Thanks to everyone who wrote back to me for being so generous with their experiences, to Christine Spang for the details about Debian /etc/services updates, to the patient overseers of RFC 6335, and the authors of all the RFCs and other standards that have managed to keep this weird world running.
I write to you from beautiful and astonishingly cold Waterloo, Ontario, Canada, where the people are kind and the excitement is palpable. (Really – everyone’s excited about what they’re doing and about sharing it. It’s great.) I did a new talk during the morning session about what I learned from my life in editorial that applied to dealing with code reviews as an engineer. Slides to come; for now, I have a written-out version for you over at Truss.works.
In the meantime, enjoy a picture of me in a tuque provided to me by a kind-hearted organizer so I’d be slightly less likely to die on the trek between my Airbnb and the university. I like it here.
One of my favorite ways to learn things (to complement, you know, doing them) is writing about them. In fact, I have a talking coming up in, oh, less than two weeks that talks in some detail about just this. It is, in my opinion, one of the advantages to hiring me, to be both self-serving and accurate about it.
I wonder how many of Unsplash‘s image results for “container” I can use before we turn to another new, shiny step into the future. Here’s another one I considered using, but I decided to stay more in our vein of infrastructure, getting things done, and the bay.
I wrote for work! I love writing for work. This time, I got to write the first entry in our security series and talk about sufficiently complex passwords, how to store them, and how to manage them across time and breaches. (Bonus: my predilection for taking travel pictures of forbidding fences and danger signs wound up being really helpful in our quest to avoid trite security-themed clip art.)
This was an exciting one to write. We’re not a security company (in fact, we are infrastructuralists, in case you had not heard), but good, solid practices, including security in all its forms, do touch our work pretty often. (See: the conversations I have with people who work with my client periodically about how we cannot use AMIs made by outsiders, we cannot use Docker containers not created internally, and we need a really-no-seriously good reason to peer our VPC to theirs.)
However, like lots of people in tech or even tech adjacent, the people we love who aren’t in tech and aren’t so steeped in this stuff ask us for guidance in how to be safer online from a technological standpoint. My password post (tl;dr: get a password manager, change all those reused passwords, repent and sin no more) is the first; we’ll also be covering how vital software updates are, how treacherous email can be, and why ad blockers are good for more than just telling popups to stfu. We’re writing this series to have a good, reliable resource for us and for others called to do Loved One Tech Support so that even those not glued to their laptop for the duration of their professional lives can adopt good practices and not be totally hosed the next time some major company’s store of usernames and passwords gets breached.
I decided to go to DEF CON last year on a lark. I went to a WISP lockpicking event last June with a friend and coworker, who informed me that she was considering going, and oh, hey, did I want to come with? I’d heard of it before, but not in detail and not quite in the right context to make it sound like something I’d want to attempt. This time landed differently, though. (I blame having recently learned to use a handcuff shim.) I spent the evening after the event looking up flights to Vegas, hotels, and other research that suggested this was not a financially responsible move and not really very good timing either. Still, it stuck in my head, and I had to pull myself away from Kayak and its ilk and make myself go to bed later than was ideal.*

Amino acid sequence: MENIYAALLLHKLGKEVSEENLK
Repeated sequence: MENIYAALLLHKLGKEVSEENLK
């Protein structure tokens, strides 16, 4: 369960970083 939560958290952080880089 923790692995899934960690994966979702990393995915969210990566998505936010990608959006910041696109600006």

The next day, I mentioned it to a different coworker, who has a good balance of fun and financial responsibility. Since we were less than a month out from the event and I had neither transportation nor a place to stay, I expected her to talk me down and suggest that I try next year.
Instead, she told me she was going, and did I want to share a room? And that was phase one done – resolve achieved, bed secured, posse acquired, and only the small matter of airfare and time off to deal with. Fine fine.
Phase two was one I’ll call, “Oh, you’re doing to DEF CON? That’s… interesting.” This phase happened after reservations were in place, when I told friends and colleagues in tech what I was planning. The reactions tended to be similar: a mix of understanding why I’d consider doing such a thing and affectionate concern based on knowledge or experience of some shitty person or people in their past. These reactions came in a few flavors:
I went a few times but then had to stop [insert ominous look here]
I wouldn’t go there if you paid me, not any amount
I hope you enjoy yourself, but be careful (and you’re not going alone, right?)
You are not allowed to take any work assets with you on this trip
(This last one came from one of our bosses. We complied.)
Research nerd that I am, I looked up “How to DEF CON” but largely found articles aimed at, well, stinky boys. (#NotAllStinkyBoys, I know, but you should talk to other, more prominent bloggers about that if you want to shift those optics.) I did come away with some good, more general advice, most of which echoed what had been said to me already. Things like:
Turn off the wifi on your phone
Probably just keep your phone on airplane mode when you’re in the thick of things
Maybe keep it in a faraday bag, while you’re at it, come to that, and still wipe and restore it when you get home, because you never know
Just leave it at home, assuming home is in another state